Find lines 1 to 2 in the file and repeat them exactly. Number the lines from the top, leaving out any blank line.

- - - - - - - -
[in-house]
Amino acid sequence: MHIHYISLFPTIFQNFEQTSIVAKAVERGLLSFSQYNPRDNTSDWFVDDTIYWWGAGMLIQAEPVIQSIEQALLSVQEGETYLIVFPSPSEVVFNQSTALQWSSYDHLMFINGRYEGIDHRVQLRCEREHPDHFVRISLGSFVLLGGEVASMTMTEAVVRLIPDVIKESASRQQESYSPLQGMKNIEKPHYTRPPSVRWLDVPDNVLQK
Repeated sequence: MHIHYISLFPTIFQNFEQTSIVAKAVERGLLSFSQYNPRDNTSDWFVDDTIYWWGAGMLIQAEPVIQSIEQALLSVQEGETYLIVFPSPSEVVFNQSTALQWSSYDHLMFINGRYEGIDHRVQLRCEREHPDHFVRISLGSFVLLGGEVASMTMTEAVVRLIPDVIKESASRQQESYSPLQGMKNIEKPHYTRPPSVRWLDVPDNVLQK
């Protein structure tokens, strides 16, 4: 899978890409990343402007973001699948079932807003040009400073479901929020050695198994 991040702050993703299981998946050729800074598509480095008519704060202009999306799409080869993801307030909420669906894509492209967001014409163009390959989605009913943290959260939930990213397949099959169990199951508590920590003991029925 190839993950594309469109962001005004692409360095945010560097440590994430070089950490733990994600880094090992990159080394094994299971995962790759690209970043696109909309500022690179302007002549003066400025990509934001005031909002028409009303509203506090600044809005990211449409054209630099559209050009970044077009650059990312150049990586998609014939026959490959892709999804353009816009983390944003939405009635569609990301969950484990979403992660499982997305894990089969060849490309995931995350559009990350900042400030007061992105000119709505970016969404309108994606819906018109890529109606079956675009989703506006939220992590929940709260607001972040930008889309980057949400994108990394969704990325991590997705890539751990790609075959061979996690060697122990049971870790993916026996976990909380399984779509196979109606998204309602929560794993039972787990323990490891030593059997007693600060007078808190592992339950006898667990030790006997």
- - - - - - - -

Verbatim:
[in-house]
Amino acid sequence: MHIHYISLFPTIFQNFEQTSIVAKAVERGLLSFSQYNPRDNTSDWFVDDTIYWWGAGMLIQAEPVIQSIEQALLSVQEGETYLIVFPSPSEVVFNQSTALQWSSYDHLMFINGRYEGIDHRVQLRCEREHPDHFVRISLGSFVLLGGEVASMTMTEAVVRLIPDVIKESASRQQESYSPLQGMKNIEKPHYTRPPSVRWLDVPDNVLQK